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In the post-covid-19 world, digital healthcare will be the new normal

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India’s healthcare woes have been documented for long. The patient-doctor ratio in India is quite low compared to other countries. Tattvan E Clinics, an enterprising player in India’s healthcare sector is aiming to change this through its network of telemedicine clinics. Ayush Mishra, CEO, Tattvan E-clinics, shares with us how technology and more specifically, virtual consultations can change the face of healthcare in India

Some edited excerpts:

In your view, how would healthcare change after COVID-19?
Covid-19 has challenged our healthcare system in such a profound and irreversible way, created massive pressure on the current system that has exposed system-wide inefficiencies and inequalities. We all are aware of the fact that technological innovation become inseparable from healthcare and the way healthcare systems worldwide are becoming financially unsustainable, a paradigm shift is imminent.

The recent explosion in the adoption of virtual consultation that has demonstrated how technology can enable care teams to mitigate disease spread, scale with changes in patient volume, and realize efficiencies across the health care system. In the post-covid-19 world, digital healthcare will be the new normal where medical community must prioritize technology that can function across every aspect of the patient experience and support a range of clinical, administrative, and financial workflows.

There will be no need for a long drawn commune for clinical assessment, doctor consultation, or medical opinion. The same can be booked from the comfort of the homes and people can easily avail the benefits. The digital evolution would also contribute in mitigating the problems due to skewed doctor-patient ratio, where the benefits of a medical opinion of a single specialist can reach to the multiple places. The digital healthcare system will also allow India to facilitate healthcare services more swiftly to the African nations where the dearth of the doctors turns out to be a major challenge and all of this will eventually contribute to medical tourism.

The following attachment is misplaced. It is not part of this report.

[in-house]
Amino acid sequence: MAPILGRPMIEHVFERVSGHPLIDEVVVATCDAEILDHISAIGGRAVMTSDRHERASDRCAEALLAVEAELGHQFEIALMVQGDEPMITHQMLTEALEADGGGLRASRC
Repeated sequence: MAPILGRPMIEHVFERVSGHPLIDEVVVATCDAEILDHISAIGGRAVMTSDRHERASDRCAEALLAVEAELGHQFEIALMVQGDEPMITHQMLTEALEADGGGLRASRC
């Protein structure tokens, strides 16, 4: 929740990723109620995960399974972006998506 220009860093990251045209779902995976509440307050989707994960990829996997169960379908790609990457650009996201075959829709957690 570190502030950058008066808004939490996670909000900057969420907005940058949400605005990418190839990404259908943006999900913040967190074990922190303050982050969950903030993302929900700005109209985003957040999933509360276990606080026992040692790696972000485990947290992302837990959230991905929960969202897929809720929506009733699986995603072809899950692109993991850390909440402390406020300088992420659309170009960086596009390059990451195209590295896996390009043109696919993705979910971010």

In India, we have tremendous capability to turn this pandemic into an opportunity to unleash a digital workforce, that can be built on top of existing technology platforms to reduce administrative bottlenecks.

Coronavirus has forced doctors, insurers to embrace telemedicine like never before. How do you see the impact?
In the current scenario, telemedicine grew out as rapidly because people are afraid of Covid-19 and its increased cases. Necessity is the mother of the invention, however in this case, the necessity has just pushed to utilize the technology to ease out and facilitate the people during their medical issues.

Telemedicine was considered as an option for routine chronic care appointments or quick check-ins. But the pandemic challenged medical professionals to find alternative ways to perform through video the services they assumed could be accomplished only in person before.

For Doctors: Where a lot of standalone practitioners are trying to abide by the norms of social distancing their regular patients at clinics were at risk of taking the brunt for it. Telemedicine and platforms like Swastha Samarth by Tattvan has allowed the doctors to connect with their patients digitally. The current situation of COVID 19 is just breaking prejudice, mental barriers, and hesitation amongst doctors and patients to make use of telemedicine for regular consultation. This change would enable the people on both sides to embrace the tech platform eventually.